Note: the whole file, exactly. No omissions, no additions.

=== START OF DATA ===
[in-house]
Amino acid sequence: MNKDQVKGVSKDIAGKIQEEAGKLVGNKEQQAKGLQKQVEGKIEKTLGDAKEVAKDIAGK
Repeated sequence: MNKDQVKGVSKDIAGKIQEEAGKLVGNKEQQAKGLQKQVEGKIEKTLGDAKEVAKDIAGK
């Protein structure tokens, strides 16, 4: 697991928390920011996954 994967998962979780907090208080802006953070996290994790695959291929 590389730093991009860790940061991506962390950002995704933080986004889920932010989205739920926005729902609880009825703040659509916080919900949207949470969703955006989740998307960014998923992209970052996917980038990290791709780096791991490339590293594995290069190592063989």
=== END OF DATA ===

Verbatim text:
[in-house]
Amino acid sequence: MNKDQVKGVSKDIAGKIQEEAGKLVGNKEQQAKGLQKQVEGKIEKTLGDAKEVAKDIAGK
Repeated sequence: MNKDQVKGVSKDIAGKIQEEAGKLVGNKEQQAKGLQKQVEGKIEKTLGDAKEVAKDIAGK
């Protein structure tokens, strides 16, 4: 697991928390920011996954 994967998962979780907090208080802006953070996290994790695959291929 590389730093991009860790940061991506962390950002995704933080986004889920932010989205739920926005729902609880009825703040659509916080919900949207949470969703955006989740998307960014998923992209970052996917980038990290791709780096791991490339590293594995290069190592063989």